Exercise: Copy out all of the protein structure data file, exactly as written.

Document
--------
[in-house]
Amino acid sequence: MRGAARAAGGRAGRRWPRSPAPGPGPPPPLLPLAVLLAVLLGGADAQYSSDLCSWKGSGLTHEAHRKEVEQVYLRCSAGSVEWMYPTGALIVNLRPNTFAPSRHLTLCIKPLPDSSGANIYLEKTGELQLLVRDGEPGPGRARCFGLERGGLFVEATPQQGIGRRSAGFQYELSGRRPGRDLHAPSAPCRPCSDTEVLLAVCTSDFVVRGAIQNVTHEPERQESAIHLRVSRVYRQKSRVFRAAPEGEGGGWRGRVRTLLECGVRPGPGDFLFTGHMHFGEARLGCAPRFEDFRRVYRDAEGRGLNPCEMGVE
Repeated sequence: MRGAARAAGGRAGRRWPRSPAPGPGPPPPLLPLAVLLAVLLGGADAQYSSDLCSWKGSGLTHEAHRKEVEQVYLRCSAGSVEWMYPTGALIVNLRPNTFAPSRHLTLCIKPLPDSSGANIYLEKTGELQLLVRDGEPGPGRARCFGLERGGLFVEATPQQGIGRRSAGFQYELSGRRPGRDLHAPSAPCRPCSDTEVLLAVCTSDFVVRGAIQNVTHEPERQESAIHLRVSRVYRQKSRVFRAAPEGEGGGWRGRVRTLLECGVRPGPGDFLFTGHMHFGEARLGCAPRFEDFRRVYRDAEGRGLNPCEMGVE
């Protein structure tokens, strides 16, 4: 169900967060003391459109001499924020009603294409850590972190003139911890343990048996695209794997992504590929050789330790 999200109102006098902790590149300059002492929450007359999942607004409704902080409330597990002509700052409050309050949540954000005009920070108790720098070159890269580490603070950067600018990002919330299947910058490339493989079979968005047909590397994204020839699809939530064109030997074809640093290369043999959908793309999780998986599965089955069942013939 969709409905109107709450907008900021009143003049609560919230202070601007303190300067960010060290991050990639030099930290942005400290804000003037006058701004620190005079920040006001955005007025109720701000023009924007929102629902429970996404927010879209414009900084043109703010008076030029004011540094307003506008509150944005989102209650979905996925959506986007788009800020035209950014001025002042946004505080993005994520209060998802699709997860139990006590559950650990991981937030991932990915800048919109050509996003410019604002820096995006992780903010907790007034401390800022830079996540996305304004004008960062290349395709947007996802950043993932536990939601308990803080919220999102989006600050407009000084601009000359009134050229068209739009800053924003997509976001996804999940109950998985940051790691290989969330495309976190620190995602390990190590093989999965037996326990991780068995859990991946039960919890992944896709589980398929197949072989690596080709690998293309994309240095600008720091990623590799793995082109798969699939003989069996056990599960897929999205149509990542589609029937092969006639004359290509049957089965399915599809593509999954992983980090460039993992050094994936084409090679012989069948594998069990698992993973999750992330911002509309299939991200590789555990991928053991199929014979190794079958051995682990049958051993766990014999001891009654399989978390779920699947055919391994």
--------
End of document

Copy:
[in-house]
Amino acid sequence: MRGAARAAGGRAGRRWPRSPAPGPGPPPPLLPLAVLLAVLLGGADAQYSSDLCSWKGSGLTHEAHRKEVEQVYLRCSAGSVEWMYPTGALIVNLRPNTFAPSRHLTLCIKPLPDSSGANIYLEKTGELQLLVRDGEPGPGRARCFGLERGGLFVEATPQQGIGRRSAGFQYELSGRRPGRDLHAPSAPCRPCSDTEVLLAVCTSDFVVRGAIQNVTHEPERQESAIHLRVSRVYRQKSRVFRAAPEGEGGGWRGRVRTLLECGVRPGPGDFLFTGHMHFGEARLGCAPRFEDFRRVYRDAEGRGLNPCEMGVE
Repeated sequence: MRGAARAAGGRAGRRWPRSPAPGPGPPPPLLPLAVLLAVLLGGADAQYSSDLCSWKGSGLTHEAHRKEVEQVYLRCSAGSVEWMYPTGALIVNLRPNTFAPSRHLTLCIKPLPDSSGANIYLEKTGELQLLVRDGEPGPGRARCFGLERGGLFVEATPQQGIGRRSAGFQYELSGRRPGRDLHAPSAPCRPCSDTEVLLAVCTSDFVVRGAIQNVTHEPERQESAIHLRVSRVYRQKSRVFRAAPEGEGGGWRGRVRTLLECGVRPGPGDFLFTGHMHFGEARLGCAPRFEDFRRVYRDAEGRGLNPCEMGVE
């Protein structure tokens, strides 16, 4: 169900967060003391459109001499924020009603294409850590972190003139911890343990048996695209794997992504590929050789330790 999200109102006098902790590149300059002492929450007359999942607004409704902080409330597990002509700052409050309050949540954000005009920070108790720098070159890269580490603070950067600018990002919330299947910058490339493989079979968005047909590397994204020839699809939530064109030997074809640093290369043999959908793309999780998986599965089955069942013939 969709409905109107709450907008900021009143003049609560919230202070601007303190300067960010060290991050990639030099930290942005400290804000003037006058701004620190005079920040006001955005007025109720701000023009924007929102629902429970996404927010879209414009900084043109703010008076030029004011540094307003506008509150944005989102209650979905996925959506986007788009800020035209950014001025002042946004505080993005994520209060998802699709997860139990006590559950650990991981937030991932990915800048919109050509996003410019604002820096995006992780903010907790007034401390800022830079996540996305304004004008960062290349395709947007996802950043993932536990939601308990803080919220999102989006600050407009000084601009000359009134050229068209739009800053924003997509976001996804999940109950998985940051790691290989969330495309976190620190995602390990190590093989999965037996326990991780068995859990991946039960919890992944896709589980398929197949072989690596080709690998293309994309240095600008720091990623590799793995082109798969699939003989069996056990599960897929999205149509990542589609029937092969006639004359290509049957089965399915599809593509999954992983980090460039993992050094994936084409090679012989069948594998069990698992993973999750992330911002509309299939991200590789555990991928053991199929014979190794079958051995682990049958051993766990014999001891009654399989978390779920699947055919391994």